Slamdance Film Festival
Dir: CJ Gardella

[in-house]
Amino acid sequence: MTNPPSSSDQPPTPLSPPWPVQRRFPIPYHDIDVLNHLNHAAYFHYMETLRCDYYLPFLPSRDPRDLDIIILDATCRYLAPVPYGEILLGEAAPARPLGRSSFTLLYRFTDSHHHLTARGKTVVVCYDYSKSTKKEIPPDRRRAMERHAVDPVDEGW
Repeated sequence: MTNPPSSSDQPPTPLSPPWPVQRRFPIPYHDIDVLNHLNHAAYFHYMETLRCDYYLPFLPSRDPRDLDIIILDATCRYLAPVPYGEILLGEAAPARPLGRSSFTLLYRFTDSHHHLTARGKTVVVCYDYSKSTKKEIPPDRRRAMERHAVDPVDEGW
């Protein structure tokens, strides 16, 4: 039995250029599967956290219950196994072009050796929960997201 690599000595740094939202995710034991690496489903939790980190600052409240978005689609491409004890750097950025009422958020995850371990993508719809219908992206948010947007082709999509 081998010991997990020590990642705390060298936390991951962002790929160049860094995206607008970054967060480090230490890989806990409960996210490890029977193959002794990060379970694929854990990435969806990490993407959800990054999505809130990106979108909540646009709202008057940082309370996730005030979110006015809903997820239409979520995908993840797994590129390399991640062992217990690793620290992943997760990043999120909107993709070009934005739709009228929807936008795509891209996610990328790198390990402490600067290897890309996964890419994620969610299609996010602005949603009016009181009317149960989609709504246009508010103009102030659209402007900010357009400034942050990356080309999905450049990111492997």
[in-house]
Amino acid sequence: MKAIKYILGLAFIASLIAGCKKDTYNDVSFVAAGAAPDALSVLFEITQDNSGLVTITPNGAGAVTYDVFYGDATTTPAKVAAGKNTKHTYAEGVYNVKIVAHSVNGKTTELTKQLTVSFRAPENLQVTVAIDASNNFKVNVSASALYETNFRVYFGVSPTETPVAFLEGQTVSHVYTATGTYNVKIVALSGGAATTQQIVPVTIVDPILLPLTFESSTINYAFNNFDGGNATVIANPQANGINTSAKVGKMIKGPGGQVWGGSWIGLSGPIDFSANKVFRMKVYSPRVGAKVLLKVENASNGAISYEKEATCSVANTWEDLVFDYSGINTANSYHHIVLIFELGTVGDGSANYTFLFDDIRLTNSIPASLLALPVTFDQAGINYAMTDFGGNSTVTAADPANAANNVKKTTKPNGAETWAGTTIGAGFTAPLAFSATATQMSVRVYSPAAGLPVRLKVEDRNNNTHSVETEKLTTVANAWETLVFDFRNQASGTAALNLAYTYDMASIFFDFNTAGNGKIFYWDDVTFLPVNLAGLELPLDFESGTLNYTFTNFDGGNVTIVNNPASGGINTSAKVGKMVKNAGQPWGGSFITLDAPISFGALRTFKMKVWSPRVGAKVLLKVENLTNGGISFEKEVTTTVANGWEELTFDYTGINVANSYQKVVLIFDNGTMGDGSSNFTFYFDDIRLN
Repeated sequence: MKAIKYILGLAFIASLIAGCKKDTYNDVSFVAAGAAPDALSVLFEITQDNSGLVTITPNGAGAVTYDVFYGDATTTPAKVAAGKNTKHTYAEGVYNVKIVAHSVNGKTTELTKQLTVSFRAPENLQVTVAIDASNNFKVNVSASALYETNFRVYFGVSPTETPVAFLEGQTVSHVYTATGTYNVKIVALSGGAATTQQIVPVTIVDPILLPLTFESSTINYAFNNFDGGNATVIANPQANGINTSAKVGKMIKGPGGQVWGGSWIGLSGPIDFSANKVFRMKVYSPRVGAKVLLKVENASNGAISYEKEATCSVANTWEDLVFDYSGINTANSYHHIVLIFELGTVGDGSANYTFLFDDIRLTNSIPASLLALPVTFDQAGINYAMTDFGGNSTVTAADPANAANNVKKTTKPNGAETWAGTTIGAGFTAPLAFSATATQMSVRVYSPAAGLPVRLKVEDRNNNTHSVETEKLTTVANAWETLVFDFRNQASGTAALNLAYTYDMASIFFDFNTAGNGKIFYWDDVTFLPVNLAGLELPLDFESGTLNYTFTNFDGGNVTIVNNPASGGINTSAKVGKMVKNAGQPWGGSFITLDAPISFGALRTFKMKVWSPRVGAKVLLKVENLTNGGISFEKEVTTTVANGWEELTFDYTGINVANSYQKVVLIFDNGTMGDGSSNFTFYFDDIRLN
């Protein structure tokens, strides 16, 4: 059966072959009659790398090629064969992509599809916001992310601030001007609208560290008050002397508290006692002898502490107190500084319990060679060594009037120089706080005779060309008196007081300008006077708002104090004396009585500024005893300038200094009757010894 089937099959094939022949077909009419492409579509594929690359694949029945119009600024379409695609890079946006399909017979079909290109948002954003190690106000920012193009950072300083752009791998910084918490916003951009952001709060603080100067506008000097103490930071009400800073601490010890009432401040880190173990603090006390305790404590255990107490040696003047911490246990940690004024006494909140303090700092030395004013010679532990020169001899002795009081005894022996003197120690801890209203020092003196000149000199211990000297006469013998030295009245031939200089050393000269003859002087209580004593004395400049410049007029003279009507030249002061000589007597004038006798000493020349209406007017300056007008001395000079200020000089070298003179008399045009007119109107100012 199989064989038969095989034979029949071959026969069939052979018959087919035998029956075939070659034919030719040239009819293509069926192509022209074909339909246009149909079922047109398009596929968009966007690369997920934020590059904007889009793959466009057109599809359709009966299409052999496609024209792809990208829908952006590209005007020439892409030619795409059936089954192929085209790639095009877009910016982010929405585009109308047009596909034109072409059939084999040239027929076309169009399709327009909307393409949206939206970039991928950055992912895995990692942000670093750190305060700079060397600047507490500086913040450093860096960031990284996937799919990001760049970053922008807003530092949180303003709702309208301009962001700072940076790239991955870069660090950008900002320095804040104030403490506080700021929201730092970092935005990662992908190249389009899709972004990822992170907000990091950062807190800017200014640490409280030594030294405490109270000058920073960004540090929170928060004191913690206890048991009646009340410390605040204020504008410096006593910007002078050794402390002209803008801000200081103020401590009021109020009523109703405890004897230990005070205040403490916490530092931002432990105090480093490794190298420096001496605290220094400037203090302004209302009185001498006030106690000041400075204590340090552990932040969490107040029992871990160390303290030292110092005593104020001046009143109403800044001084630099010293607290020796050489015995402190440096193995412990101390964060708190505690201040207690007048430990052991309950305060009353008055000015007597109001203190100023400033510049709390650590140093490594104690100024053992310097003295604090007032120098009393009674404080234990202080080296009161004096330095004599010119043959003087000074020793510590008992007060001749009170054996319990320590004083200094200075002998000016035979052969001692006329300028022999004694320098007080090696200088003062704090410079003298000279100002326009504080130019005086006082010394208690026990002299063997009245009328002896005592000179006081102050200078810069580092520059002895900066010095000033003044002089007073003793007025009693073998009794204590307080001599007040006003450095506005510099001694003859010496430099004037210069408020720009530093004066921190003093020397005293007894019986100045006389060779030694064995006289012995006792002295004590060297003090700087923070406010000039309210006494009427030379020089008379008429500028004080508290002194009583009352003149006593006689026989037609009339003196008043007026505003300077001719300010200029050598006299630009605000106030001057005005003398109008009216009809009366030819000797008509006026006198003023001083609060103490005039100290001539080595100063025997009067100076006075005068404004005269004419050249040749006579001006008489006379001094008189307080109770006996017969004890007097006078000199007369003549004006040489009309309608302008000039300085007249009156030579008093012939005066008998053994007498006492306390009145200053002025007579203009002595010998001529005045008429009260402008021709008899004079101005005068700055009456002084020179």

Documentary film can be one of the most powerful of the cinematic genres. Its most useful tools being: story, advocacy, information, and realistic cinematography. "Shunka" seems to lack all but the latter. If viewed less as a documentary and more as a visual tone poem, it succeeds marvelously. And if you’d like to think non-fiction movies should only be about pretty pictures and beautiful transitions stop reading right this immediately. The subjects of the film include hundreds of bugs/animals (seemingly half a film’s worth) and four different groups of people in the Dakotas, including: a hokey paranormal communicator, a group of Native Americans, white transplants, and an old cowboy/recreational fisherman. The bugs and animals, fodder for the magnifying power of good HD lenses, serve as eye candy filler in between un-narrated bits of the aforementioned human subjects. It seems the animals’ and bugs’ meanderings/aerials are meant to imply humanity/life as they are intercut with intimate shots of human faces. Instead, they appear even more alien magnified hundreds of times, showing differences almost too big to ignore. The most interesting of the characters, the paranormal communicator, helps open the film and makes a much more compelling subject than the others. Her character begs several questions (how anyone could actually ever believe her act, being one) and almost demands further investigation into her delusions. The prarie vistas are magnificent and well framed, the score appropriate, and the technology wonderful. The director has a powerful future ahead of him if he channels a little more direction. As a work of art, this film is priceless. As a piece of documentary storytelling, it is a bit off.